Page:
Ready or Not (2019): After their failed feature length debut in 2014, Devil’s Due, directing duo Matt Bettinelli-Olpin and Tyler Gillett produced a thoroughly enjoyable flick this time around. The story: as Grace (Samara Weaving) marries into the Le Domas family (and gaming empire), she has to survive a game of life or death on her wedding night. If you want to go meta, you can call RoN a critique of the 1% and everything that comes with wealth, inheritance and traditions, but it never takes itself particularly serious. While this is a traditional (genre) movie in some ways, it packs enough flair, humor and, yes, gore to make it stand out, thanks also to its strong cast – Adam Brody, Henry Czerny and Andi MacDowell, to name a few aside from Weaving. 7/10

Under the Silver Lake (2018): After two great movies in The Myth of the American Sleepover (2010) and It Follows (2014), David Robert Mitchell goes all-out David Lynch with Silver Lake and…somewhat misfires. The movie follows Sam, a Hollywood-based pop-culture addict who is in the throes of despondency when he meets a mysterious girl who just as mysteriously vanishes. With a newfound purpose, he embarks on a cryptic search through that’s markedly bizarre and eclectic, unraveling his life’s meaning, in what you’d expect of Hwood excesses. You can’t fault the movie for being unambitious and, somehow, it finds a path by the end, although it feels like its climax is three quarters of the way through. Andrew Garfield’s character is representative of the lot and takes some getting used to, which is probably why it felt like UtSL came up short – it’s interesting conceptually, but none of the people inhabiting it draw you in. Still, with such a detail rich and ambiguous story, there’s enough to bite on to make me will it towards a 7/10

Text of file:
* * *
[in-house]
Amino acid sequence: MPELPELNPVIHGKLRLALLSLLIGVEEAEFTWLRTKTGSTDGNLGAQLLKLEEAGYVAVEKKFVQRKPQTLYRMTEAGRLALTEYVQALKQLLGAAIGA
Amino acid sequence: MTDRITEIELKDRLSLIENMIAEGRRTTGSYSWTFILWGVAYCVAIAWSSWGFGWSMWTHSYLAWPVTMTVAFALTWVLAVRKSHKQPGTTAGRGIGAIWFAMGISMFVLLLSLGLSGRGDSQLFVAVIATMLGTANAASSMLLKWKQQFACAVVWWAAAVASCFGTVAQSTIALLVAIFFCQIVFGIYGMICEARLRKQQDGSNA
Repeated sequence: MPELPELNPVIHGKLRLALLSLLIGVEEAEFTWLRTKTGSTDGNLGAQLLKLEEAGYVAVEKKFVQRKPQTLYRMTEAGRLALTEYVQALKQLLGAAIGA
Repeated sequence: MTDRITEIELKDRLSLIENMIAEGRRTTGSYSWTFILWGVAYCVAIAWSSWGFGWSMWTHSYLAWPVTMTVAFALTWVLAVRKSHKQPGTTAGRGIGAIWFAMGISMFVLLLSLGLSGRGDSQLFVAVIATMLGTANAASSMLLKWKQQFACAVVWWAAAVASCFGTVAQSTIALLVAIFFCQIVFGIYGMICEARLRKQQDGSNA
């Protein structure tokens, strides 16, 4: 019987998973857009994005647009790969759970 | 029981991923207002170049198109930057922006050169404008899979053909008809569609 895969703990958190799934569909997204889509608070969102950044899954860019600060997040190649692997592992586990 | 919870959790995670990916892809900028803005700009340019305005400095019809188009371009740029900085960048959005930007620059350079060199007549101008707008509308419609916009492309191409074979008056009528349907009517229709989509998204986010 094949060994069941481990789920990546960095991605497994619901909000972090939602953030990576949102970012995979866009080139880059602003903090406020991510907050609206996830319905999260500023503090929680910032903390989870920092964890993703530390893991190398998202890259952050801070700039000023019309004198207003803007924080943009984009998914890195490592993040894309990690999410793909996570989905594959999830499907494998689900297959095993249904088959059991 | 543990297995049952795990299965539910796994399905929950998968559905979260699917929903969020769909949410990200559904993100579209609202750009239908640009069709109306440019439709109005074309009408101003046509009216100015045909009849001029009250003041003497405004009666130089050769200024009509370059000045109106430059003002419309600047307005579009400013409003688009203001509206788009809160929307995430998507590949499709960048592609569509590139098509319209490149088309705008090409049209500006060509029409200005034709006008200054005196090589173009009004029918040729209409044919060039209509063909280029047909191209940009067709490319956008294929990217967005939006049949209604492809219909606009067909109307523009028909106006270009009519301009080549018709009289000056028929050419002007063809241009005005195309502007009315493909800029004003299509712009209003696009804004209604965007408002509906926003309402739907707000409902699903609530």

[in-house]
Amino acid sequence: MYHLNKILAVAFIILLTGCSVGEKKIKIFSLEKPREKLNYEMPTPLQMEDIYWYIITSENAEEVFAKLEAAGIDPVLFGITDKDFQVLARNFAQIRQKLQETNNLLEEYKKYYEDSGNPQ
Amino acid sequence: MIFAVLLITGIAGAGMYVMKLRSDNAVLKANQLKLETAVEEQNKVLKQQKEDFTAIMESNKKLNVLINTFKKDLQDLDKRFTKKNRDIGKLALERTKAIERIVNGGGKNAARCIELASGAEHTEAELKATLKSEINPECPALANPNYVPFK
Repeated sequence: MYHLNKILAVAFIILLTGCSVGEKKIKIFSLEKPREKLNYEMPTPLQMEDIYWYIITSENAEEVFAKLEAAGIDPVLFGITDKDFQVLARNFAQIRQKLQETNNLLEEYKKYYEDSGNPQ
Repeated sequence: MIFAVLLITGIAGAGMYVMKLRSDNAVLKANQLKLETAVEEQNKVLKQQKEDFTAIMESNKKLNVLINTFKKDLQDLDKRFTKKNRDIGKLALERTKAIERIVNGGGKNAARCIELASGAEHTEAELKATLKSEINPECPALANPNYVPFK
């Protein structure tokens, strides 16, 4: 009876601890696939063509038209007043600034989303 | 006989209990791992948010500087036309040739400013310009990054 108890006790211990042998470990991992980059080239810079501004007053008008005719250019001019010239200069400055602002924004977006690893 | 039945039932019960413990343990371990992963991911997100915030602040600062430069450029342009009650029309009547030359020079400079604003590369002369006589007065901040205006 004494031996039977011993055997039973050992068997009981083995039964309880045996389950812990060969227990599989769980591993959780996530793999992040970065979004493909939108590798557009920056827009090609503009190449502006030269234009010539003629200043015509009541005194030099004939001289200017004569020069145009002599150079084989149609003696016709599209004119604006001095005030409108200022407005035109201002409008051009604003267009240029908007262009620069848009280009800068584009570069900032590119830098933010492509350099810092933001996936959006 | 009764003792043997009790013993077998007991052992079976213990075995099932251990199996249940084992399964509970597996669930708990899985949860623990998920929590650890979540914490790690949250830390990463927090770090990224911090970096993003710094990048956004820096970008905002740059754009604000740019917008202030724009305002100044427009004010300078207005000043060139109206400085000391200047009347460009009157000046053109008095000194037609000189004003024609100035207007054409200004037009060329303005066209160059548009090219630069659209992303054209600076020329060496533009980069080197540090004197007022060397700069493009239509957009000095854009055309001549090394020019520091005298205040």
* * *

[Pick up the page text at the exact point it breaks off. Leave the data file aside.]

Movies of the Week #42 (2019)

Joker (2019): This will not be a popular opinion, but I thought that Todd Phillips’s Joker was, for the most part, a cliched, bombastic, pretentious and tired piece of film-making that’s bleak to fault. While it is a different, more engrossing and single-focused origin story thanks to Joaquin Phoenix’s performance, I found myself rarely engaged and never excited. In the same way that ultra-violent movies are accused of being torture porn, this is its own brand of torture porn, with the sadistic world Arthur Fleck inhabits. Of course, Gotham has always been dark, but that’s why you’ve got Batman, because you need contrast. The complete lack thereof, some predictable twists, the second rate philosophy ramblings, all limited my ability to emote over what was going on. As far as I can tell, everything the movie put forth – narrative, visuals, themes – has already been done before and better. And slow-mo as the main means of atmosphere building is cheap.
The one thing it’s got going beyond Phoenix, is the sheer visceral quality of some of its scenes. And as a side-note to Phoenix’s character, I found the depiction of mental illness to be well on point regarding the effects of poverty on treatment and care options, but so extreme that it became caricatured, with the potential of further stigmatizing against those who suffer of it.